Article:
2.2. Analysis of Agreement Test
Bland-Altman plot statistical analysis was used to compare the HbA1c results obtained through the POCT using the HemoCue® HbA1c 501 system with those obtained by the standard diagnostic laboratory method.
2.3. Sensitivity and Specificity of POCT-HbA1c
The sensitivity and specificity of the POCT method using the HemoCue® HbA1c 501 system were compared with those of the standard laboratory method as a reference, using the standard cut-off HbA1c level of 6.5% .
2.4. Ethical Approval
All study participants were provided with the study information and gave written informed consent. All study procedures and methods were approved by the Ethical Committee of the Faculty of Medicine, Universitas Padjadjaran, Indonesia (No. 69/UN6.KEP/EC/2018).
The mean value of HbA1c was 6.96% for the standard laboratory measurement versus 7.15% for POCT-HbA1c, with a mean difference of -0.187. A comparison of HbA1c measurements by the two methods is presented in Supplementary data 1.
3.1. Accuracy of HbA1c Measurement Using POCT-HbA1c
According to the Bland-Altman plot analysis, the HbA1c levels of 100 out of 108 subjects analysed with POCT-HbA1c and the standard diagnostic laboratory method were within the range of agreement limits (95% confidence intervals: -1.675 to 1.301), with only 3 upper outliers and 5 lower outliers outside the agreement limits range (Figure 1). This indicates that 92.59% of the HbA1c measurements by the HemoCue HbA1c 501 system are in line with the standard laboratory method.
3.2. POCT-HbA1c Using the HemoCue HbA1c 501 System Is Less Costly and More Rapid Compared to the Standard Diagnostic Laboratory HbA1c Method
A comparison of both methods in terms of unit cost, measurement time, required blood volume, and the analysis process is presented in Table 1. The POCT-HbA1c method is less costly, requiring fewer resources to rapidly measure HbA1c compared with the standard laboratory analysis. Furthermore, it only requires a small blood sample from the patient’s fingertips, whereas the laboratory analysis requires a venous blood sample collected by a trained phlebotomist.
3.3. POCT-HbA1c Using the HemoCue® HbA1c 501 Demonstrates High Sensitivity Comparable to That of the Standard Laboratory Method
Based on the current guidelines, intensive therapy will be given to patients with an HbA1c level of more than 6.5%. To evaluate the clinical use of POCT-HbA1c, the HbA1c results were compared with those of the standard laboratory results using a cut-off point of 6.5% for HbA1c, as shown in Table 2. The cross table reveals that the POCT-HbA1c has a sensitivity of 97.83%, while the specificity of this tool was 77.42%. The probability of having diabetes in a subject with HbA1c≥6.5 tested by POCT-HbA1c (positive predictive value) was 76.27%, while the probability of not having diabetes in a subject with HbA1c<6.5 tested by POCT-HbA1c (negative predictive value) was 97.96%. The diagnostic accuracy (effectiveness) of POCT-HbA1c expressed as a proportion of true positives and true negatives (correctly classified subjects by POCT-HbA1c) in all subjects was 86.11%.
Fasting blood sugar level is the most commonly used indicator of diabetic patients’ blood sugar control and compliance with treatment. Despite its effectiveness and low cost, fasting blood sugar level measurement is inconvenient since the patient must have fasted for 8 hours before blood collection. Hence, HbA1c measurement is used to predict the long-term complications of diabetes, with a high HbA1c closely related to an increased risk of CVD, nephropathy, and retinopathy; therefore, it could further predict the risk of mortality for diabetics . The Centers for Disease Control and Prevention states that “every drop of HbA1c in the blood (for example, from 8.0% to 7.0%) could reduce microvascular complication risk to the eye, kidney, and nerve diseases up to 40%. Therefore, the HbA1c level is crucial for appropriate treatment” . Currently, the ADA and the American Association of Clinical Endocrinologists recommend diabetics achieve an HbA1c level of 6.5% as an indicator of successful blood glucose control [15, 35].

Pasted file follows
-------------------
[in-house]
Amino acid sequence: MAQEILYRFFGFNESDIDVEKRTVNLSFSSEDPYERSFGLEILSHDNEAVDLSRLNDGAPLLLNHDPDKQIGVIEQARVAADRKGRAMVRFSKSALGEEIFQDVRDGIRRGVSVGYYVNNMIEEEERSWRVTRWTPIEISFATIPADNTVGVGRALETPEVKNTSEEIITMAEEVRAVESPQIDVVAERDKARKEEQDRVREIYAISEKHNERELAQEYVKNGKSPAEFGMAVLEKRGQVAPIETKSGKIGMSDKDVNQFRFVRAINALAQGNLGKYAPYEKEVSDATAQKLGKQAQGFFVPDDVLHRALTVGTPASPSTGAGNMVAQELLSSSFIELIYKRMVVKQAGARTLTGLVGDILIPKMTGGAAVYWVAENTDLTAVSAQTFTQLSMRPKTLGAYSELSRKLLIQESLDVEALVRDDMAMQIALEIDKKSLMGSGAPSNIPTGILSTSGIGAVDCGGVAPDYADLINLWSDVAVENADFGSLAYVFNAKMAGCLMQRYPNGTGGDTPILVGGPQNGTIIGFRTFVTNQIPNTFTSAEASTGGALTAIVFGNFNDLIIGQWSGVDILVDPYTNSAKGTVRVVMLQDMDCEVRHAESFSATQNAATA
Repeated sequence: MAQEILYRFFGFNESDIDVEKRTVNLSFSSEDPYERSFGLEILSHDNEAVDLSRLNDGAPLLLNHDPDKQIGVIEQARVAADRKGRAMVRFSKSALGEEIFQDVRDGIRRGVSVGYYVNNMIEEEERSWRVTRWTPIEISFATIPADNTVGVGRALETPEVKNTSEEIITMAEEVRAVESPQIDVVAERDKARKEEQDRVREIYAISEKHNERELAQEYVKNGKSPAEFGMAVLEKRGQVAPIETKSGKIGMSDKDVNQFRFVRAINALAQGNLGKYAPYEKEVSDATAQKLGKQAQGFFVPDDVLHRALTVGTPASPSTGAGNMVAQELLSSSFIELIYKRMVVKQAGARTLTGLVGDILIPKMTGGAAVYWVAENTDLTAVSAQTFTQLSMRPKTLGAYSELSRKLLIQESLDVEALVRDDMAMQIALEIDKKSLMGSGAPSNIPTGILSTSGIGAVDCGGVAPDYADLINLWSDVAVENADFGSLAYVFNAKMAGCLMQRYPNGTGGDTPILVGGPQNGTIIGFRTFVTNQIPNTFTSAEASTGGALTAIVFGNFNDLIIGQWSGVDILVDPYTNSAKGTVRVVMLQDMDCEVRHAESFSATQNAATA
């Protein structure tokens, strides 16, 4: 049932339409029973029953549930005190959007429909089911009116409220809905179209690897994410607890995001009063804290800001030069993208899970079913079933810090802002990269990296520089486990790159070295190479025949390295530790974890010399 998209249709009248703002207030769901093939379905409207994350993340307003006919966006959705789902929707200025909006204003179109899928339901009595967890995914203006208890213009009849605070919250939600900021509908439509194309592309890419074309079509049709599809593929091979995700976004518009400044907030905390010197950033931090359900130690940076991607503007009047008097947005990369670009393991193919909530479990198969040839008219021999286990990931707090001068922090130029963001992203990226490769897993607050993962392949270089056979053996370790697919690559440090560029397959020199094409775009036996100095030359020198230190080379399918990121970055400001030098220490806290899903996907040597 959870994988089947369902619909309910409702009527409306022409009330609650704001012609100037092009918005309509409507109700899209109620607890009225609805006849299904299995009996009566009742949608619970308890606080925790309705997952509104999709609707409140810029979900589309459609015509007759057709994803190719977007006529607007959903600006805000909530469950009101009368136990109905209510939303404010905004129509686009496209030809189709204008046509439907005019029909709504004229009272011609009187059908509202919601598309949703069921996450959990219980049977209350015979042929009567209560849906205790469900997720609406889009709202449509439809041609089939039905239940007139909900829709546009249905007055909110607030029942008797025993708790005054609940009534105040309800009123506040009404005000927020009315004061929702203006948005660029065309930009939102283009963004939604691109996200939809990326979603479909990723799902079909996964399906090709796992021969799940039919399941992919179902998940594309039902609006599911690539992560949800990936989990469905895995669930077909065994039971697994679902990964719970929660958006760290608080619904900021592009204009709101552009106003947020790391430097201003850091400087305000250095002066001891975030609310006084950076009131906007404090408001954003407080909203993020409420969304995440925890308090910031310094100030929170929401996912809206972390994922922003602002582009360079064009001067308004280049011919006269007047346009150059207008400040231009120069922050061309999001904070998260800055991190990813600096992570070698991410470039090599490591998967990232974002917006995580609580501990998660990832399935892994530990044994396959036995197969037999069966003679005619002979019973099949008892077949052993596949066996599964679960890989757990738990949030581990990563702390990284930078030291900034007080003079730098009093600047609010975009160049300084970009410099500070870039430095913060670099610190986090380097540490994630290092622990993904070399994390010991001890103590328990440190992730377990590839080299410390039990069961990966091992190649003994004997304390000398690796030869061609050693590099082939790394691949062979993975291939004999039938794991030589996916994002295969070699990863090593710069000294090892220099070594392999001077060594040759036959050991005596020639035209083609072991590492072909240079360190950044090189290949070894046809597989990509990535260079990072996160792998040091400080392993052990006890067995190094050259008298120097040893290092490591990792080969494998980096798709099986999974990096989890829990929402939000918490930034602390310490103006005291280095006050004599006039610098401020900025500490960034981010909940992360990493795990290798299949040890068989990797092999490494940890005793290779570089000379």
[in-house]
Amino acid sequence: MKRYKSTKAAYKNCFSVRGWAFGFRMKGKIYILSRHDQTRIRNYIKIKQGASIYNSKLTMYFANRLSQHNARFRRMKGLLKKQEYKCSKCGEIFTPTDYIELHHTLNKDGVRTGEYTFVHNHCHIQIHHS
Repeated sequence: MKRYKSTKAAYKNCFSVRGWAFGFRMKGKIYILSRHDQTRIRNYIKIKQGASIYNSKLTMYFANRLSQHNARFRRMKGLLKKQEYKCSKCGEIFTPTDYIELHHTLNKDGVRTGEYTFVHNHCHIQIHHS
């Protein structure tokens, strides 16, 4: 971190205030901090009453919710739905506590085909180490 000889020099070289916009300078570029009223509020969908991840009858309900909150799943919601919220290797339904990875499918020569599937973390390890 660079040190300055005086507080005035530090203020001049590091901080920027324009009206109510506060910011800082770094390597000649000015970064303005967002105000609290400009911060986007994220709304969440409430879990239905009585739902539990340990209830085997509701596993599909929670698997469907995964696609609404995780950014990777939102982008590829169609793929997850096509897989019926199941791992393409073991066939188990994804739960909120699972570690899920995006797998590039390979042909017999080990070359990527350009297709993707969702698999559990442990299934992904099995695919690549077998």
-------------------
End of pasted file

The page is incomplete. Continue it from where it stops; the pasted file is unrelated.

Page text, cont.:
POCT-HbA1c gives a more rapid result compared with laboratory-based HbA1c measurement, and the longer time gives the patient more opportunity to be noncompliant in checking their HbA1c levels [36, 37]. POCT-HbA1c makes it possible to monitor patients’ prognosis and adherence to treatment in one visit . Nevertheless, the controversy over the accuracy of POCT is still a concern for the users [38, 39]. Devices have been designed to accurately measure HbA1c, as it has become an important component in diabetes management , such as the HemoCue system. Such systems are advantageous, particularly for patients who have difficulties attending the laboratory for blood tests or repeat visits . A study by Cagliero et al. showed that the HbA1c test result during the same visit was associated with increasing glycaemic control in diabetics . It could also be an alternative to help with diagnosis, especially in areas where a laboratory is not available and is financially constrained or there is inadequate transportation to support referring patients to a more complete health infrastructure.
In this study, the mean difference between the POCT-HbA1c measurements and the standard lab was only -0.187, indicating that the POCT-HbA1c measurements were in line with the HbA1c measured by the standard diagnostic lab method. One hundred of 108 (92.59%) of the HbA1c measurements using the HemoCue® HbA1c 501 system were within the 95% limit of agreement, with only 8 (7.41%) outliers. The level of agreement between these results indicates that POCT using the HemoCue can be useful for monitoring blood glucose levels, supporting the clinician to manage the patient and improve the outcome of diabetes therapy.
Regarding the sensitivity and specificity, POCT-HbA1c using the HemoCue system was sensitive (92.83%) but less specific (specificity 77.42%) as 22.58% of nondiabetic subjects were identified as having an HbA1c≥6.5. Nonetheless, the proportion of positive results to population number (diagnostic accuracy) was high (86%).
Early detection of diabetes is important to prevent the disease progression and associated complications including coronary heart disease, stroke, cancer, or damage to various organs such as the kidneys, eyes, and nerves [27, 41]. Since screening is crucial for the early diagnosis of diabetes, the use of the sensitive HemoCue HbA1c system may contribute to preventing complications in diabetics. Furthermore, treatment in the early stage of diabetes can improve the outcome of diabetes management and reduce the risk of severe complications .